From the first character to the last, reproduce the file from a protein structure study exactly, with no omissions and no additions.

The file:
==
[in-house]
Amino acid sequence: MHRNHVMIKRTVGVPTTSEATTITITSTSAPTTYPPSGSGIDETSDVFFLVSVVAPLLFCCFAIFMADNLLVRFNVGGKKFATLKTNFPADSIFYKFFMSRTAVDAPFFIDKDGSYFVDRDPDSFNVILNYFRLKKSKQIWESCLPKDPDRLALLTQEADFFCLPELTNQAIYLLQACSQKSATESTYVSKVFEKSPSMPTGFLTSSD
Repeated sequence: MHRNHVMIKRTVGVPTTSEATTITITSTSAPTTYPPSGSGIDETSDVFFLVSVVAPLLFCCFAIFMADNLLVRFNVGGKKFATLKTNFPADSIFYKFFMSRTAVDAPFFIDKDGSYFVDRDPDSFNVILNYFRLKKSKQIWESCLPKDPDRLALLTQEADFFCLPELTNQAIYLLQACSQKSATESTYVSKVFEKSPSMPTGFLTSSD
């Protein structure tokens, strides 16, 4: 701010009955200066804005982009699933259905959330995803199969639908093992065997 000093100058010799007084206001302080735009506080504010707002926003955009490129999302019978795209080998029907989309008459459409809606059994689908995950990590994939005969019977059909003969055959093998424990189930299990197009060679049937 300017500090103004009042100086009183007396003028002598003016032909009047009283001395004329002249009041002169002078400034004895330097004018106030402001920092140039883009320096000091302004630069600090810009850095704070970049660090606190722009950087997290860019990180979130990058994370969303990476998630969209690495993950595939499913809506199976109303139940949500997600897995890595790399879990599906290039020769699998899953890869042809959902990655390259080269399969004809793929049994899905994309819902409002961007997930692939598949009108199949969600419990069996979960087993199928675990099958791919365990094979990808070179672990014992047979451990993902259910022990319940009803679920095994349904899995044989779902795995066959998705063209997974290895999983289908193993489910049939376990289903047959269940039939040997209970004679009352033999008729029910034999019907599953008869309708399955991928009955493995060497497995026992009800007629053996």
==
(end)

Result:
[in-house]
Amino acid sequence: MHRNHVMIKRTVGVPTTSEATTITITSTSAPTTYPPSGSGIDETSDVFFLVSVVAPLLFCCFAIFMADNLLVRFNVGGKKFATLKTNFPADSIFYKFFMSRTAVDAPFFIDKDGSYFVDRDPDSFNVILNYFRLKKSKQIWESCLPKDPDRLALLTQEADFFCLPELTNQAIYLLQACSQKSATESTYVSKVFEKSPSMPTGFLTSSD
Repeated sequence: MHRNHVMIKRTVGVPTTSEATTITITSTSAPTTYPPSGSGIDETSDVFFLVSVVAPLLFCCFAIFMADNLLVRFNVGGKKFATLKTNFPADSIFYKFFMSRTAVDAPFFIDKDGSYFVDRDPDSFNVILNYFRLKKSKQIWESCLPKDPDRLALLTQEADFFCLPELTNQAIYLLQACSQKSATESTYVSKVFEKSPSMPTGFLTSSD
């Protein structure tokens, strides 16, 4: 701010009955200066804005982009699933259905959330995803199969639908093992065997 000093100058010799007084206001302080735009506080504010707002926003955009490129999302019978795209080998029907989309008459459409809606059994689908995950990590994939005969019977059909003969055959093998424990189930299990197009060679049937 300017500090103004009042100086009183007396003028002598003016032909009047009283001395004329002249009041002169002078400034004895330097004018106030402001920092140039883009320096000091302004630069600090810009850095704070970049660090606190722009950087997290860019990180979130990058994370969303990476998630969209690495993950595939499913809506199976109303139940949500997600897995890595790399879990599906290039020769699998899953890869042809959902990655390259080269399969004809793929049994899905994309819902409002961007997930692939598949009108199949969600419990069996979960087993199928675990099958791919365990094979990808070179672990014992047979451990993902259910022990319940009803679920095994349904899995044989779902795995066959998705063209997974290895999983289908193993489910049939376990289903047959269940039939040997209970004679009352033999008729029910034999019907599953008869309708399955991928009955493995060497497995026992009800007629053996």